Court hears of travel agency owner’s cash flow problems

A Cayman Islands travel agent blamed cash flow problems, which led to the eventual closure of the business, for several customers being left stranded without valid airline tickets.

A sign outside the door of Sea 2 Sky Travel Agency in August 2012 telling customers to go to police about delinquent tickets. - PHOTO: STUART WILSON
A sign outside the door of Sea 2 Sky Travel Agency in August 2012 telling customers to go to police about delinquent tickets. 

Ingrid Scott, who is accused of taking thousands of dollars in cash from customers without providing valid tickets for travel, took the stand in Grand Court on Tuesday.

Ms. Scott, the co-owner and operator of Sea 2 Sky Travel in George Town, initially denied 29 counts of “obtaining by deception” in connection with the allegations.

At the conclusion of the prosecution case, Justice Richard Williams indicated that he would be directing a not guilty plea on nine of those counts.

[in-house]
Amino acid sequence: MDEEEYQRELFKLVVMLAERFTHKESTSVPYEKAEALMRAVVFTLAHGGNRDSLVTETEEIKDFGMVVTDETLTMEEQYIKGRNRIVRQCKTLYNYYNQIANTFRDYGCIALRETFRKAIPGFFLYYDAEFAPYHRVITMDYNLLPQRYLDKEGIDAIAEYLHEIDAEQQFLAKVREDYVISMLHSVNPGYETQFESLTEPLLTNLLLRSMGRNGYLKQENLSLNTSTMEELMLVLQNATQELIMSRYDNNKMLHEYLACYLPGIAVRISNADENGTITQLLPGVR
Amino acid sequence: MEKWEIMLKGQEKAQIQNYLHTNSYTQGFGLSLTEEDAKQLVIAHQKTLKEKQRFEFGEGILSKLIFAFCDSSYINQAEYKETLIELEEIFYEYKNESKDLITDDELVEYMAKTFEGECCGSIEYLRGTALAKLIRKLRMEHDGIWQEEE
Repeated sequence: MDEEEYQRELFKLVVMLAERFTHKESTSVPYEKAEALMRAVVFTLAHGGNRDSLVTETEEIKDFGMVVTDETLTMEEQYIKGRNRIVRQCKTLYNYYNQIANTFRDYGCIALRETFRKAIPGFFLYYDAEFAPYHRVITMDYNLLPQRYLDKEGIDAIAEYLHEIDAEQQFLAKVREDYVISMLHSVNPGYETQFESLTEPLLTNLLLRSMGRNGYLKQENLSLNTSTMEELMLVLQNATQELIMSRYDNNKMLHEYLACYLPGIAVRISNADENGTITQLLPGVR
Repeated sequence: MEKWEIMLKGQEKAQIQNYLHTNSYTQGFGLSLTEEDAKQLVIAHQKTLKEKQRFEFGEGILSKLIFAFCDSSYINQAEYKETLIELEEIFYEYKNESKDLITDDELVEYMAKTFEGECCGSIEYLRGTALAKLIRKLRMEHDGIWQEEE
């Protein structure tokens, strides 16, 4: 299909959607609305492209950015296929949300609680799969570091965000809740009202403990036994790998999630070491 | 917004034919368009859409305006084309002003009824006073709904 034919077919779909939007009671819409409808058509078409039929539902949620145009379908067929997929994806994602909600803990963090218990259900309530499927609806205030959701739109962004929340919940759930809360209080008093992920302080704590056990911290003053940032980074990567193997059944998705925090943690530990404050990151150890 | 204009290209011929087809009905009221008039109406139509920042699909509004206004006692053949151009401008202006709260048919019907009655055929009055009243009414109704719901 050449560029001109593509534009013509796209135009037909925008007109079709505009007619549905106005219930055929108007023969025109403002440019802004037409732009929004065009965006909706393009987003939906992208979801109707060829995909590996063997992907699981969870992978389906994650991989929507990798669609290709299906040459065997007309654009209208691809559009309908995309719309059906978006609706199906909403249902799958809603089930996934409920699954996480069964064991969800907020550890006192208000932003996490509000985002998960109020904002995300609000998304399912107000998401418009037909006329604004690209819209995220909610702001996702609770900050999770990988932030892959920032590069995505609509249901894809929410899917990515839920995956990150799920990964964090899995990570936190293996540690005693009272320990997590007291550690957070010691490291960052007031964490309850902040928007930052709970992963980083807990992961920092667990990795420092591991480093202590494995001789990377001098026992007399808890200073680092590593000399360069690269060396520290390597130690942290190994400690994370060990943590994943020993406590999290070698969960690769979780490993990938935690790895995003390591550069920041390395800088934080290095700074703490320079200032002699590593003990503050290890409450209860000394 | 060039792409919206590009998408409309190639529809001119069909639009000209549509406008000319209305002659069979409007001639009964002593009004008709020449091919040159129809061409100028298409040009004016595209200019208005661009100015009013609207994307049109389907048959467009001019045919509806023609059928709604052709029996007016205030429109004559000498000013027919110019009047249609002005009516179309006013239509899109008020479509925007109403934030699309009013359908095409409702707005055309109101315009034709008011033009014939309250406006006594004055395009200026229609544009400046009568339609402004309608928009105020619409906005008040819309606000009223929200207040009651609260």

She still faces allegations that she took money from 20 customers and never provided tickets.

Ms. Scott said in many of those cases the tickets were for future travel and she would have issued the tickets closer to the date of travel. She said the business was experiencing cash flow problems partly because she had given credit to other customers.

In some cases, travelers did not discover their tickets had not been booked until they arrived at the airport with their bags packed, the court heard last week.

Ms. Scott said in some of these instances, she had planned to issue the tickets but the business closed before she got the chance.

She said all the money she had taken from customers was spent on airline tickets, though not necessarily for the specific customer who had handed over the cash.

“The money was deposited into the bank and tickets that were for urgent travel were issued first,” she said.

She said the business had suffered financial issues, in part because of her system of offering credit to customers who could not afford to pay.

“Some people would request assistance until they got their next paycheck. I tried to use my discretion and assist people sometimes when they were in need,” she said.

She said she had tried to chase up the debts but had not been very successful and eventually the business closed.

Under cross-examination from Crown prosecutor Toyin Salako, she insisted, “I didn’t deceive anyone. I was just trying to keep my business going.”

The trial continued Tuesday afternoon.